Table 2. Frequencies and relative frequencies of unit types

Level 1 units occurred most frequently in the forum posts (f=4026, f/T=.72), followed by Level 2 units (f=1304, f/T=.23) and Level 3 units (f=280, f/T=.05). Within Level 1 units, thoughts (f=1882, f/T=.34) and interpersonal communication (f=1688, f/T=.3) occurred most frequently among the subtypes. The prevalance of Level 1 units reflects the strong interpersonal orientation of the forum communication.

Interrelationships among the types and subtypes were further examined by Pearson correlations, and the following significant relationships were found: Level 1 units were negatively related to Level 2 units (r=-.77, p<.01), and Level 2 units were negatively related to Level 3 units (r=-.52, p<.01). This tendency is also reflected in negative correlations among the subtypes. Thoughts (Level 1 subtype) were negatively related to the future (Level 3) (r=-.48, p<0.05), and generic past (Level 2 subtype) was negatively related to interpersonal communication (Level 1) (r=-.51, p<0.05). Negative correlations were also found within the subtypes: Thoughts were negatively related to interpersonal communication (r=-.56, p<0.01) and information questions (r=-.45, p<0.05). These results suggest that, by and large, the types and subtypes are independent of one another.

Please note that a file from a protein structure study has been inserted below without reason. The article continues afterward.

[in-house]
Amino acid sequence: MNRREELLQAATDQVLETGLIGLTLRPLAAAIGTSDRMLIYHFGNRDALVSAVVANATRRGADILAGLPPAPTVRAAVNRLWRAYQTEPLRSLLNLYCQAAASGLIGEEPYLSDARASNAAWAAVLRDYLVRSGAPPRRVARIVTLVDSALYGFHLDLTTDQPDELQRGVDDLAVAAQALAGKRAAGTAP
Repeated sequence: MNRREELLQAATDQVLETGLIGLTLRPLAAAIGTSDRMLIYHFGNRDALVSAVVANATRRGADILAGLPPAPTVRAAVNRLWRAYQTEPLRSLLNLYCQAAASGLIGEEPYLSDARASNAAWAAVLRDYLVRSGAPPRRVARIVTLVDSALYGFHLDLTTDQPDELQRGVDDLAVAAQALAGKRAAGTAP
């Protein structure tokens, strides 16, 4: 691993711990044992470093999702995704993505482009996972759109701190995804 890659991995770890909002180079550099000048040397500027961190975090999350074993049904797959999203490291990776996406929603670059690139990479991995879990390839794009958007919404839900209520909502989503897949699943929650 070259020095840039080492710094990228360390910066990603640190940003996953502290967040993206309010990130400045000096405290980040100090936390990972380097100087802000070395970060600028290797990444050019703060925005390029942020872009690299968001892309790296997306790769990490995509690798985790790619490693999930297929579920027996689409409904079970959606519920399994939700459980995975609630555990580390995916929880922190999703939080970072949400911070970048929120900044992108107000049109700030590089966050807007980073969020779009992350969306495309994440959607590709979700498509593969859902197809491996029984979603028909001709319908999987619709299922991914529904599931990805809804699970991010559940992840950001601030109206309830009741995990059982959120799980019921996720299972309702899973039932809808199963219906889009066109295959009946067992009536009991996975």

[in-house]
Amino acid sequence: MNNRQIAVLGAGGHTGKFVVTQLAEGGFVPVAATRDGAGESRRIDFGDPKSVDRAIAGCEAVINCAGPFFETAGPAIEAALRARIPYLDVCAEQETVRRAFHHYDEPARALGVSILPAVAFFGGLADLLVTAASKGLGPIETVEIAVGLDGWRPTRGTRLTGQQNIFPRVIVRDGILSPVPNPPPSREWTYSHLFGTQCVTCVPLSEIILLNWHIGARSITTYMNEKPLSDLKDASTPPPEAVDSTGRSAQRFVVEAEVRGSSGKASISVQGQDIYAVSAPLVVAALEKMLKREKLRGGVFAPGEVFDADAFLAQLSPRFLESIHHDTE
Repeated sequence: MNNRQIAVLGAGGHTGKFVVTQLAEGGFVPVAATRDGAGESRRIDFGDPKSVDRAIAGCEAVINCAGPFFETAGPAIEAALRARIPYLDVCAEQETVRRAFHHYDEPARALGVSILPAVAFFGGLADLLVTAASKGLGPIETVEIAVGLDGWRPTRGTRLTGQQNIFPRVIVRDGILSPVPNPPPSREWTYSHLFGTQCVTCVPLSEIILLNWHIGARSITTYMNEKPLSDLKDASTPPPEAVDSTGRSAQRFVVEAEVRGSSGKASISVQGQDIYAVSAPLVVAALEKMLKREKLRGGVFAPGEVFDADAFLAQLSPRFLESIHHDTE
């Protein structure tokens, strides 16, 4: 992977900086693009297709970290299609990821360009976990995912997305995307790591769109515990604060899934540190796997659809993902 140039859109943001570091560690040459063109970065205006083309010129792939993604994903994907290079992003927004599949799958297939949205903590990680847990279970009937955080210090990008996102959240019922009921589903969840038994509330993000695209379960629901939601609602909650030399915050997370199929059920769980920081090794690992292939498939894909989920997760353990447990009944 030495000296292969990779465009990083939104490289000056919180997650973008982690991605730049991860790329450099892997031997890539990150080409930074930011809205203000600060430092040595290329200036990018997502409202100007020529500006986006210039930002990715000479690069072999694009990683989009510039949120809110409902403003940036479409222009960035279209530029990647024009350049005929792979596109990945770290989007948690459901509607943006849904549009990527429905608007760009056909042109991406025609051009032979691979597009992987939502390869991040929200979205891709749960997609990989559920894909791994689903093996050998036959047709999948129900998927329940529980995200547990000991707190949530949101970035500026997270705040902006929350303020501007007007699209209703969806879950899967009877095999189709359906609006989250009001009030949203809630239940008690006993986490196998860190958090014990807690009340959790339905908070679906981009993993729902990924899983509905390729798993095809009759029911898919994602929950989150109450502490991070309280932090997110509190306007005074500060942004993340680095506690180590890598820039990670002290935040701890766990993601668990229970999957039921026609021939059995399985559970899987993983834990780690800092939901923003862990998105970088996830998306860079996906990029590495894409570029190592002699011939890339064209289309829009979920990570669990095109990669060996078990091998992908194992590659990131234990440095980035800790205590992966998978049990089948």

Discussion

Our data analyses provided answers to our research questions. The content analysis showed on which topics participants focused interactively in the naturally-occurring forum conversations where they narrated their daily experiences and responded to others. The qualitative and quantitative level analyses further revealed how these participants positioned themselves in the forum. The analyses complement each other, as we show below.

The qualitative and quantitative analyses of positioning showed that participants frequently used Level 1 units to co-construct (Gackenback, 1998) interpersonal communication with other forum members. At this level, they displayed their thoughts and emotions as they discussed the themes identified via content analysis.

At times, the Level 1 multilogue (Kupferberg & Green, 2005) was spiced with humor. This finding requires special attention. Is it possible that humor was used to mitigate the complexities and difficulties of life without vision? We interpret the interactive construction of humor as discursive evidence of resilience in the face of difficulty and complexity, since humor “helps to sustain the psychological immune system by altering how we feel, think and behave. Humor not only helps to relieve distress, it helps sustain resilience” (Sultanoff, 1997, p. 1). This interpretation is supported by a previous study (Kupferberg, Green, & Gilat, 2008) in which the use of humor was identified among adolescents during in a life-threatening national crisis situation in Israel.